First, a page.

Overview of Antibiotics, Classification, Mechanism of Action

Antibiotics are antimicrobial substances or medicines used to stop bacterial infections, either by killing the bacteria or by inhibiting or slowing down the growth of the bacteria.

They are substances produced by a microorganism (wholly or partly by chemical synthesis).

We also known them as antibacterial agents, because they act specifically against bacteria.

We should note that antibiotics are not effective against viruses like influenza, HIV, common cold and so on.

Therefore, knowing the causative agent (microorganism) of a particular disease or infection is of utmost importance before commencing treatment.

Antiviral agents treat viral diseases.

Antifungal agents find their use in the cure and treatment of fungal diseases, and so on.

When bacteria invade the body system, the immune system (especially the white blood cells) naturally fights them.

But if the bacterial load is excess for the immune system to fight, antibiotics are being recommended and administered by a health practitioner.

The first antibiotic to be discovered is penicillin. A Scottish scientist, Alexander Fleming, discovered it in 1928.

Sources of Antibiotics

There are different sources of antibiotics used in clinical medicine today. They get some wholly from microorganisms; while they partly source some from microorganisms (they can either be synthetic or semi-synthetic).

However, the primary source of antibiotics is microorganism, used as mentioned irrespective of the method used as mentioned earlier.

Summarily, based on sources or origin, antibiotics can be grouped into:

  • Natural antibiotics (sourced naturally and wholly from microorganisms)
  • Synthetic antibiotics and
  • Semi-synthetic antibiotics

The table below contains a list of different antibiotics and their different sources (microorganisms).

Bacitracin Bacillus licheniformis
Polymyxins Bacillus polymyxa
Streptomycin Streptomyces griseus
Tetracycline Streptomyces aureofaciens
Penicillins Penicillium species (Penicillium chrysogenum; Penicillium notatum)
Cephalosporins Cephalosporium specothersies
Gentamycin Micromonospora  purpurea
Erythromycin Streptomyces erythreus

They produce synthetic antibiotics by making a prototype of natural drugs in the laboratory through chemical processes.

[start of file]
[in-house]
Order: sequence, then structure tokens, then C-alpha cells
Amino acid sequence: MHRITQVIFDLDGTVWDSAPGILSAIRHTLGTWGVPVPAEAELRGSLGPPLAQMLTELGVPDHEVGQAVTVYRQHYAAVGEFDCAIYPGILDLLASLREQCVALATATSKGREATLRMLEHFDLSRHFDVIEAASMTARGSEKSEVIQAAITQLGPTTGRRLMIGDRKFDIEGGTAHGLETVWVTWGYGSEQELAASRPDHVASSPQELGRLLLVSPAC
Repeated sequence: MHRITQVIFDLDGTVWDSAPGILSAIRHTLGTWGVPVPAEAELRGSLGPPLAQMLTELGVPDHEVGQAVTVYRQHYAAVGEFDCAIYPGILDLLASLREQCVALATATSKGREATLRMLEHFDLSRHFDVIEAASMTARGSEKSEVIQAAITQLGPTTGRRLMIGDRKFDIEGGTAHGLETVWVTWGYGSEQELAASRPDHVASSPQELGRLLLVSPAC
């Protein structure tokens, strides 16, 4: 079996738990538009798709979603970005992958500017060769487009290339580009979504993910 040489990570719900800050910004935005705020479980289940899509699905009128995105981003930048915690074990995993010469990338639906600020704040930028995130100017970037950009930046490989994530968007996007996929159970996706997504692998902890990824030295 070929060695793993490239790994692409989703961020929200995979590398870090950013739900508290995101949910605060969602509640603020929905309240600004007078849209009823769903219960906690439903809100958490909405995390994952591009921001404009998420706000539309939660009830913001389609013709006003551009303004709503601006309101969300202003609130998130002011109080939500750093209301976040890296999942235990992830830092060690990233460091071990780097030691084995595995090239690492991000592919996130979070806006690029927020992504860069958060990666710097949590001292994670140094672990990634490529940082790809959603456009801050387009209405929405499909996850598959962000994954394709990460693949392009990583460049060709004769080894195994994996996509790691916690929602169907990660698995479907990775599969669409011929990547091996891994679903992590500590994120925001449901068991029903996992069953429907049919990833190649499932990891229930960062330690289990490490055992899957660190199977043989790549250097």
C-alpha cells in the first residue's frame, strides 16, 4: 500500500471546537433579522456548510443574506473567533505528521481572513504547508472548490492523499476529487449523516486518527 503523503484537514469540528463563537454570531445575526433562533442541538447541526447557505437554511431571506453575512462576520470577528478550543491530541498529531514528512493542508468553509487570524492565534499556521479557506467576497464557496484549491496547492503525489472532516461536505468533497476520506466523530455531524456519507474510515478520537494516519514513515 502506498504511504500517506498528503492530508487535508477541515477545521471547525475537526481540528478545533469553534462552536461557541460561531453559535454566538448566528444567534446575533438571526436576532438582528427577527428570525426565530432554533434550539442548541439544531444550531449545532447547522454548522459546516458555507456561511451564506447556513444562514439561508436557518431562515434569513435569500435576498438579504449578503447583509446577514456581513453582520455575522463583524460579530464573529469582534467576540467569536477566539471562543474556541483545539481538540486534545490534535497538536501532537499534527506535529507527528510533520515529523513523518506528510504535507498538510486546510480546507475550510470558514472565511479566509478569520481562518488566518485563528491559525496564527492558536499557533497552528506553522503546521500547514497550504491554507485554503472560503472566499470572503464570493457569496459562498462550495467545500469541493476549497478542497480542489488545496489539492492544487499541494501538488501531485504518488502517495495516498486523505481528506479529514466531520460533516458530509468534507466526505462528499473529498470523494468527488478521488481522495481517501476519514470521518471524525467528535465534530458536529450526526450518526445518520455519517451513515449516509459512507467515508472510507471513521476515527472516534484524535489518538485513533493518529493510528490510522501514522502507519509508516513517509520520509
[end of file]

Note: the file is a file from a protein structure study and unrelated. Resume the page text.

Examples of synthetic agents are sulphonamides, cotrimoxazole, quinolone, chloramphenicol, anti-tuberculosis and so on.

Semi-synthetic antibiotics are gotten from natural antibiotics by simply changing or alternating its chemical structure through the addition or removal of a specific chemical or functional group to increase its therapeutic effect.

Alternatively, semi-synthetic antibiotics are hybrids of natural and synthetic antibiotics.

The starting materials for semi-synthetic antibiotics are natural (microorganisms or plants), and involve the biological process of fermentation in the production.

Then, modification takes place finally in the laboratory by a chemical process or reaction.

Examples of semi-synthetic antibiotics include penicillins, ampicillin and amoxicillin (penicillin derivatives), cephalosporins, doxorubicin, and the anti-malarial drug, artemether.

Side Effects of Antibiotics

The side effects/adverse effects of antibiotics vary from individual to individual.

The major side effect of many antibiotics is gastrointestinal disruption such as vomiting, nausea, diarrhea, abdominal pain, loss of appetite, bloating and indigestion.

Allergic reactions can result from taking some antibiotics, such as penicillin and cephalosporins.

The reactions could range from mild-to-moderate cases of:

  • Coughing
  • A swollen, itchy skin rash (uticaria or hives)
  • Wheezing
  • Tightness of the throat, resulting in difficulties in breathing.
  • In extreme and rare cases, a severe life-threatening reaction known as anaphylaxis can occur.

Classification of Antibiotics

Antibiotics have been classified based on several parameters, such as

  1. Source or origin of the antibiotics (Natural, synthetic and semi-synthetic antibiotics).
  2. Type of activity shown by the bacteria (bactericidal or bacteriostatic).
  3. Bacterial spectrum of activity (broad-spectrum or narrow-spectrum).
  4. Mechanism/mode of action (cell wall synthesis inhibitors, protein synthesis inhibitors, DNA inhibitors, RNA synthesis inhibitors, etc.)
  5. Route of administration (Oral, Intravenous or intramuscular) etc.

Source or origin of the antibiotics

We have explained this earlier in this post about the source of antibiotics. Read up for more details.

Type of activity

Antibiotics can either be bactericidal in action or bacteriostatic in action.